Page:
When Tess Vigeland, the former host of public radio's "Marketplace," came home from work and cried in her backyard for three hours, she knew it was time to leave her job. "I decided I couldn't take it anymore and I felt like I deserved better," says Vigeland, who turned in her notice the following week.
With her recently published book, "Leap: Leaving a Job with No Plan B to Find the Career and Life You Really Want," she is encouraging people to make similar moves. While doing so certainly involves some risk, Vigeland says it doesn't mean being reckless. "I'm not saying, 'Leave a job without bothering to think about the consequences,'" she says, adding that doing some financial planning in advance is important. Saving, trimming expenses and picking up freelance work are just a few of the ways to make leaving your job more manageable financially.
Indeed, Vigeland says that as the economy appears to recover, more and more people are looking to walk away from being an employee in order to pursue big dreams, self-employment, travel or other opportunities. If you are considering a similarly big change, Vigeland suggests you keep the following in mind:
1. Scrutinize your finances.
Vigeland recommends considering your current expenses and income, including from alternate sources, such as a partner's salary or freelance work, to consider whether you can cover your basic living costs without your primary income. "I did some back-of-the-napkin calculations with my husband and we figured his salary could pay the mortgage with me not working at all," she says. In addition, she planned to take on freelance work so her income would not go to zero. "I also knew I had a large retirement account that I could tap into if I had to, and home equity," she adds.
2. Adjust your lifestyle.
After leaving her job in public radio, Vigeland's income the following year was just one-third of what it had been previously, which meant she and her husband had to cut certain expenses from their budget. "We didn't go out to dinner as much, we didn't go on big vacation trips and we just did a lot of road trips around California, and that was fine," she says.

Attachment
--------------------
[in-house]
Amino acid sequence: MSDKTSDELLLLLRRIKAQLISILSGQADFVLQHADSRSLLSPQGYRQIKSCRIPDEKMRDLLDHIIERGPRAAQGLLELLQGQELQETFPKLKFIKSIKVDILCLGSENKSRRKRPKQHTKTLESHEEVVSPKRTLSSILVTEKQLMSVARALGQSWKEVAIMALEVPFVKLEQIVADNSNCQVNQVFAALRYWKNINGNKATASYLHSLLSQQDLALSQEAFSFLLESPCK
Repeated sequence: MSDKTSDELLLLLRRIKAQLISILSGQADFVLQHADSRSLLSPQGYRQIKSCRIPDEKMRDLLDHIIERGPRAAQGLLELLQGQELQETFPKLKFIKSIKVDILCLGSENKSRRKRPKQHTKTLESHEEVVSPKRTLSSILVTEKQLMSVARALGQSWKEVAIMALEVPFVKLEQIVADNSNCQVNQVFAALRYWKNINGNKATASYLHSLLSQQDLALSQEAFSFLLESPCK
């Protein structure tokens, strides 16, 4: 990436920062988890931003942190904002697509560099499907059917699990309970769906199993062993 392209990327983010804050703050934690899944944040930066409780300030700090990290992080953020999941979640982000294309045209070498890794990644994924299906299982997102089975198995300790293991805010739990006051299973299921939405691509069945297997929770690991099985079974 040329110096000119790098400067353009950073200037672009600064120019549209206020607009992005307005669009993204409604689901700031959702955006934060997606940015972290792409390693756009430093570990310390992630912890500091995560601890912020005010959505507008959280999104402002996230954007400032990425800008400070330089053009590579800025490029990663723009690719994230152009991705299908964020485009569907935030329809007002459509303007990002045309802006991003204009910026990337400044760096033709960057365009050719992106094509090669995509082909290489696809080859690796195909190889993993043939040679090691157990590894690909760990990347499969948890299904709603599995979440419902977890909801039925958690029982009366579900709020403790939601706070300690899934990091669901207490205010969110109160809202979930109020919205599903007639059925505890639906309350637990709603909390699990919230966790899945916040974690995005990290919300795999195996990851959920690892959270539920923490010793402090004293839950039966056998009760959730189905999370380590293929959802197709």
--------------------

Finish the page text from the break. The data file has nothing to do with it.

3. Map out the worst-case scenario.
Imagining the worst can actually help calm your deepest fears, Vigeland says. Would you have to move in with your parents? Ask friends for financial help? "For many people, the worst-case scenario does not involve abject poverty. Figure out what your worst-case scenario is. Could you handle it?" The likelihood of facing it, however, is pretty unlikely, she says.
4. Redefine retirement.
Vigeland hasn't contributed much to her retirement accounts since she left her full-time job, and she's OK with that. "I stopped living for retirement. I don't want to stop working at age 65. I'm 46 now, and I hope I'm working for the next 30 years," she says. Instead of saving money for retirement and saving your adventures for old age, Vigeland suggests traveling and living on less now, when you can enjoy it even more.
5. Save up before quitting.
Vigeland wishes she had saved more money before leaving her job, and it's something she encourages others to do now. "I felt pressure to be churning out dollars and getting a paycheck, and I think better savings, even three months, would have saved me from a lot of that," she says. Instead of scrambling to pick up freelance assignment as soon as possible, she could have taken her time more.
While leaving a steady job does come with some financial risk, Vigeland says the benefit is that it offers the chance to dream big about your next steps. "It allows you to think about possibilities outside of what you would automatically assume. When you're in a job, it's hard to have the time to explore and think about what other options might be out there for you," she says.
Vigeland's own "leap" will soon lead her overseas, where she plans to travel in Southeast Asia, telling stories about people she meets. "I feel like I need to switch it up and use my skills in a different way ... It's all an adventure."